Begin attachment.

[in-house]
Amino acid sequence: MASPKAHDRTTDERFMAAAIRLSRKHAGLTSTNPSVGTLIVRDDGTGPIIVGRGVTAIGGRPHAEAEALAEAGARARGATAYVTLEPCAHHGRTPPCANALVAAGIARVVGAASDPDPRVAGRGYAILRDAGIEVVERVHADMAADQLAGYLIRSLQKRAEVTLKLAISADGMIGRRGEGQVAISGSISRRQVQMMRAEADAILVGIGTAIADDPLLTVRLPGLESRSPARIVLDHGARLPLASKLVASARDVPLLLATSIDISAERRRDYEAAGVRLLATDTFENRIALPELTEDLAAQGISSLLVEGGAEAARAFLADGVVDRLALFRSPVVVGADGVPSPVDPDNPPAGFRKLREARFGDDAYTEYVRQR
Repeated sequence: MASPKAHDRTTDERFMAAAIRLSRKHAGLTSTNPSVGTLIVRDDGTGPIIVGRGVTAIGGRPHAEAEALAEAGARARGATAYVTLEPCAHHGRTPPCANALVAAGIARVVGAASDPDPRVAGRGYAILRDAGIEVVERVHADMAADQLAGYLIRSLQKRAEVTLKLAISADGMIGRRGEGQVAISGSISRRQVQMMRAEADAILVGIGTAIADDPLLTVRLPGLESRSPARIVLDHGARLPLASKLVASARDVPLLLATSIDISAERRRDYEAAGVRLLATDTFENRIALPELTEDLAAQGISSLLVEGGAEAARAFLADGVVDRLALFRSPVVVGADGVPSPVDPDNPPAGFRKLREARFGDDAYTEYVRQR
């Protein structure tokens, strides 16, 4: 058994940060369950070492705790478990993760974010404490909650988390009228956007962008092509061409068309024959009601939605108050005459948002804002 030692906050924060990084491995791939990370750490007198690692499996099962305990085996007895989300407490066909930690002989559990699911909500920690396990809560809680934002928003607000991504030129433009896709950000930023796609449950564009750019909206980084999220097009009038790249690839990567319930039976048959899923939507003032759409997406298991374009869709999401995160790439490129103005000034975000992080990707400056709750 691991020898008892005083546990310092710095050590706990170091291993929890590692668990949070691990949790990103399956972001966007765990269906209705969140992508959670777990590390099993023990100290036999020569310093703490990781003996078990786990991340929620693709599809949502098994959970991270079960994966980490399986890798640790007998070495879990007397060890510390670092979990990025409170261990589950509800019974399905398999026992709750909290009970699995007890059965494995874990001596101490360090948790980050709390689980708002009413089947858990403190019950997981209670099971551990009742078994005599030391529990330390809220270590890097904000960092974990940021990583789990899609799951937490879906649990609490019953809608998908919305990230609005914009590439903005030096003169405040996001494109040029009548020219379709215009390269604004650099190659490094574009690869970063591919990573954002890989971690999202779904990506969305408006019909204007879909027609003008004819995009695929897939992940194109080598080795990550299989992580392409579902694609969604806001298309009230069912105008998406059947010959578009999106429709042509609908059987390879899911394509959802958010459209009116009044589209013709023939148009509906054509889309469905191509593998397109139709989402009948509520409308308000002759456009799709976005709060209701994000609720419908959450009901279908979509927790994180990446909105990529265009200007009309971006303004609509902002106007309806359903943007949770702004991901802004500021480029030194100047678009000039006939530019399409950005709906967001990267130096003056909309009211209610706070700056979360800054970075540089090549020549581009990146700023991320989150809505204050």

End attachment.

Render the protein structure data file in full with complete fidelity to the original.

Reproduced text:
[in-house]
Amino acid sequence: MASPKAHDRTTDERFMAAAIRLSRKHAGLTSTNPSVGTLIVRDDGTGPIIVGRGVTAIGGRPHAEAEALAEAGARARGATAYVTLEPCAHHGRTPPCANALVAAGIARVVGAASDPDPRVAGRGYAILRDAGIEVVERVHADMAADQLAGYLIRSLQKRAEVTLKLAISADGMIGRRGEGQVAISGSISRRQVQMMRAEADAILVGIGTAIADDPLLTVRLPGLESRSPARIVLDHGARLPLASKLVASARDVPLLLATSIDISAERRRDYEAAGVRLLATDTFENRIALPELTEDLAAQGISSLLVEGGAEAARAFLADGVVDRLALFRSPVVVGADGVPSPVDPDNPPAGFRKLREARFGDDAYTEYVRQR
Repeated sequence: MASPKAHDRTTDERFMAAAIRLSRKHAGLTSTNPSVGTLIVRDDGTGPIIVGRGVTAIGGRPHAEAEALAEAGARARGATAYVTLEPCAHHGRTPPCANALVAAGIARVVGAASDPDPRVAGRGYAILRDAGIEVVERVHADMAADQLAGYLIRSLQKRAEVTLKLAISADGMIGRRGEGQVAISGSISRRQVQMMRAEADAILVGIGTAIADDPLLTVRLPGLESRSPARIVLDHGARLPLASKLVASARDVPLLLATSIDISAERRRDYEAAGVRLLATDTFENRIALPELTEDLAAQGISSLLVEGGAEAARAFLADGVVDRLALFRSPVVVGADGVPSPVDPDNPPAGFRKLREARFGDDAYTEYVRQR
């Protein structure tokens, strides 16, 4: 058994940060369950070492705790478990993760974010404490909650988390009228956007962008092509061409068309024959009601939605108050005459948002804002 030692906050924060990084491995791939990370750490007198690692499996099962305990085996007895989300407490066909930690002989559990699911909500920690396990809560809680934002928003607000991504030129433009896709950000930023796609449950564009750019909206980084999220097009009038790249690839990567319930039976048959899923939507003032759409997406298991374009869709999401995160790439490129103005000034975000992080990707400056709750 691991020898008892005083546990310092710095050590706990170091291993929890590692668990949070691990949790990103399956972001966007765990269906209705969140992508959670777990590390099993023990100290036999020569310093703490990781003996078990786990991340929620693709599809949502098994959970991270079960994966980490399986890798640790007998070495879990007397060890510390670092979990990025409170261990589950509800019974399905398999026992709750909290009970699995007890059965494995874990001596101490360090948790980050709390689980708002009413089947858990403190019950997981209670099971551990009742078994005599030391529990330390809220270590890097904000960092974990940021990583789990899609799951937490879906649990609490019953809608998908919305990230609005914009590439903005030096003169405040996001494109040029009548020219379709215009390269604004650099190659490094574009690869970063591919990573954002890989971690999202779904990506969305408006019909204007879909027609003008004819995009695929897939992940194109080598080795990550299989992580392409579902694609969604806001298309009230069912105008998406059947010959578009999106429709042509609908059987390879899911394509959802958010459209009116009044589209013709023939148009509906054509889309469905191509593998397109139709989402009948509520409308308000002759456009799709976005709060209701994000609720419908959450009901279908979509927790994180990446909105990529265009200007009309971006303004609509902002106007309806359903943007949770702004991901802004500021480029030194100047678009000039006939530019399409950005709906967001990267130096003056909309009211209610706070700056979360800054970075540089090549020549581009990146700023991320989150809505204050």